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Deammonification process start-up after enrichment of anammox microorganisms from reject water in a moving-bed biofilm reactor

(2013) ENVIRONMENTAL TECHNOLOGY. 34(23). p.3107-3113
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Abstract
Deammonification via intermittent aeration in biofilm process for the treatment of sewage sludge digester supernatant (reject water) was started up using two opposite strategies. Two moving-bed biofilm reactors were operated for 2.5 years at 26 (+/- 0.5)degrees C with spiked influent (and hence free ammonia (FA)) addition. In the first start-up strategy, an enrichment of anammox biomass was first established, followed by the development of nitrifying biomass in the system (R-1). In contrast, the second strategy aimed at the enrichment of anammox organisms into a nitrifying biofilm (R-2). The first strategy was most successful, reaching higher maximum total nitrogen (TN) removal rates over a shorter start-up period. For both reactors, increasing FA spiking frequency and increasing effluent concentrations of the anammox intermediate hydrazine correlated to decreasing aerobic nitrate production (nitritation). The bacterial consortium of aerobic and anaerobic ammonium oxidizing bacteria in the bioreactor was determined via denaturing gel gradient electrophoresis, polymerase chain reaction and pyrosequencing. In addition to a shorter start-up with a better TN removal rate, nitrite oxidizing bacteria (Nitrospira) were outcompeted by spiked ammonium feeding from R-1.
Keywords
NITRITATION, BACTERIA, FREE AMMONIA, DISSOLVED-OXYGEN, NITROGEN REMOVAL, reject water, free ammonia spiking, DIB, completely autotrophic nitrogen removal over nitrite (CANON), anammox enrichment

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Citation

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MLA
Zekker, Ivar, et al. “Deammonification Process Start-up after Enrichment of Anammox Microorganisms from Reject Water in a Moving-Bed Biofilm Reactor.” ENVIRONMENTAL TECHNOLOGY, vol. 34, no. 23, 2013, pp. 3107–13, doi:10.1080/09593330.2013.803134.
APA
Zekker, I., Rikmann, E., Tenno, T., Kroon, K., Vabamäe, P., Salo, E., … Tenno, T. (2013). Deammonification process start-up after enrichment of anammox microorganisms from reject water in a moving-bed biofilm reactor. ENVIRONMENTAL TECHNOLOGY, 34(23), 3107–3113. https://doi.org/10.1080/09593330.2013.803134
Chicago author-date
Zekker, Ivar, Ergo Rikmann, Toomas Tenno, Kristel Kroon, Priit Vabamäe, Erik Salo, Liis Loorits, Sergio Cornejo Rubin De Celis, Siegfried Vlaeminck, and Taavo Tenno. 2013. “Deammonification Process Start-up after Enrichment of Anammox Microorganisms from Reject Water in a Moving-Bed Biofilm Reactor.” ENVIRONMENTAL TECHNOLOGY 34 (23): 3107–13. https://doi.org/10.1080/09593330.2013.803134.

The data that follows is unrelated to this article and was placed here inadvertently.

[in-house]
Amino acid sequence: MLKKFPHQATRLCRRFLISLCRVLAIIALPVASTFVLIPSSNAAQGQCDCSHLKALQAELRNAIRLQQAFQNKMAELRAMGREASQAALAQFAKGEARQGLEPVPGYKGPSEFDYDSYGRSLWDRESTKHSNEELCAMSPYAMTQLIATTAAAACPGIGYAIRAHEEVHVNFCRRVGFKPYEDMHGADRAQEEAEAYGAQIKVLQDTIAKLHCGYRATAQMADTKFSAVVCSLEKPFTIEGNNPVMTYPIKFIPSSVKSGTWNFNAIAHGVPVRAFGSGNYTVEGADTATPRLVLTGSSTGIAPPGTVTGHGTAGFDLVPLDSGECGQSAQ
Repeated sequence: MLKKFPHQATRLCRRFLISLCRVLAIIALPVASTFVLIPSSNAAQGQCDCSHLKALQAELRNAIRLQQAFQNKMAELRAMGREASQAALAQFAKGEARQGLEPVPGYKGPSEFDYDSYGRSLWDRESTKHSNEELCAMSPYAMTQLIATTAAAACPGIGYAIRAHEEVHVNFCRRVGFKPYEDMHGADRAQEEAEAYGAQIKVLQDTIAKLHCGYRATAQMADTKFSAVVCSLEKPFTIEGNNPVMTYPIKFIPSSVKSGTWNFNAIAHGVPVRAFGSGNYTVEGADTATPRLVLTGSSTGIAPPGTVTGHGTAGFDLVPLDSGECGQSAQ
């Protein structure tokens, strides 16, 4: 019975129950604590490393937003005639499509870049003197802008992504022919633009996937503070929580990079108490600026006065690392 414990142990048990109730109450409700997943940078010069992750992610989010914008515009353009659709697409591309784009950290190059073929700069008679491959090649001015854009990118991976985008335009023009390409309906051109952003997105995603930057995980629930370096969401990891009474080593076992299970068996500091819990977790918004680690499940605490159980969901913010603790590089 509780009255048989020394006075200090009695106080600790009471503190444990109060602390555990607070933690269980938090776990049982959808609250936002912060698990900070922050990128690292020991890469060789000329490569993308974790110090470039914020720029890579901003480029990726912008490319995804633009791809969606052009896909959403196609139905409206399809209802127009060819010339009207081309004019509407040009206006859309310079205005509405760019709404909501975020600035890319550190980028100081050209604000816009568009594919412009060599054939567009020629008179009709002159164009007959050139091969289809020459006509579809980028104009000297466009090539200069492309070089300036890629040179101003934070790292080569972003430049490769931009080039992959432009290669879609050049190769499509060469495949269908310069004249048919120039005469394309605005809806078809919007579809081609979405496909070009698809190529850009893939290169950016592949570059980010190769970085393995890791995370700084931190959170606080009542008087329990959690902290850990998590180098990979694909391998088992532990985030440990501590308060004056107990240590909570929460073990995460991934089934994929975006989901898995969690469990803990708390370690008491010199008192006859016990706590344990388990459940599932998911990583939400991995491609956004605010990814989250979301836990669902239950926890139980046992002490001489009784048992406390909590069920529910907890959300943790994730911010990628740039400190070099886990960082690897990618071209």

Chicago author-date (all authors)
Zekker, Ivar, Ergo Rikmann, Toomas Tenno, Kristel Kroon, Priit Vabamäe, Erik Salo, Liis Loorits, Sergio Cornejo Rubin De Celis, Siegfried Vlaeminck, and Taavo Tenno. 2013. “Deammonification Process Start-up after Enrichment of Anammox Microorganisms from Reject Water in a Moving-Bed Biofilm Reactor.” ENVIRONMENTAL TECHNOLOGY 34 (23): 3107–3113. doi:10.1080/09593330.2013.803134.
Vancouver
1.
Zekker I, Rikmann E, Tenno T, Kroon K, Vabamäe P, Salo E, et al. Deammonification process start-up after enrichment of anammox microorganisms from reject water in a moving-bed biofilm reactor. ENVIRONMENTAL TECHNOLOGY. 2013;34(23):3107–13.
IEEE
[1]
I. Zekker et al., “Deammonification process start-up after enrichment of anammox microorganisms from reject water in a moving-bed biofilm reactor,” ENVIRONMENTAL TECHNOLOGY, vol. 34, no. 23, pp. 3107–3113, 2013.
@article{4304390,
  abstract     = {{Deammonification via intermittent aeration in biofilm process for the treatment of sewage sludge digester supernatant (reject water) was started up using two opposite strategies. Two moving-bed biofilm reactors were operated for 2.5 years at 26 (+/- 0.5)degrees C with spiked influent (and hence free ammonia (FA)) addition. In the first start-up strategy, an enrichment of anammox biomass was first established, followed by the development of nitrifying biomass in the system (R-1). In contrast, the second strategy aimed at the enrichment of anammox organisms into a nitrifying biofilm (R-2). The first strategy was most successful, reaching higher maximum total nitrogen (TN) removal rates over a shorter start-up period. For both reactors, increasing FA spiking frequency and increasing effluent concentrations of the anammox intermediate hydrazine correlated to decreasing aerobic nitrate production (nitritation). The bacterial consortium of aerobic and anaerobic ammonium oxidizing bacteria in the bioreactor was determined via denaturing gel gradient electrophoresis, polymerase chain reaction and pyrosequencing. In addition to a shorter start-up with a better TN removal rate, nitrite oxidizing bacteria (Nitrospira) were outcompeted by spiked ammonium feeding from R-1.}},
  author       = {{Zekker, Ivar and Rikmann, Ergo and Tenno, Toomas and Kroon, Kristel and Vabamäe, Priit and Salo, Erik and Loorits, Liis and Cornejo Rubin De Celis, Sergio and Vlaeminck, Siegfried and Tenno, Taavo}},
  issn         = {{0959-3330}},
  journal      = {{ENVIRONMENTAL TECHNOLOGY}},
  keywords     = {{NITRITATION,BACTERIA,FREE AMMONIA,DISSOLVED-OXYGEN,NITROGEN REMOVAL,reject water,free ammonia spiking,DIB,completely autotrophic nitrogen removal over nitrite (CANON),anammox enrichment}},
  language     = {{eng}},
  number       = {{23}},
  pages        = {{3107--3113}},
  title        = {{Deammonification process start-up after enrichment of anammox microorganisms from reject water in a moving-bed biofilm reactor}},
  url          = {{http://dx.doi.org/10.1080/09593330.2013.803134}},
  volume       = {{34}},
  year         = {{2013}},
}

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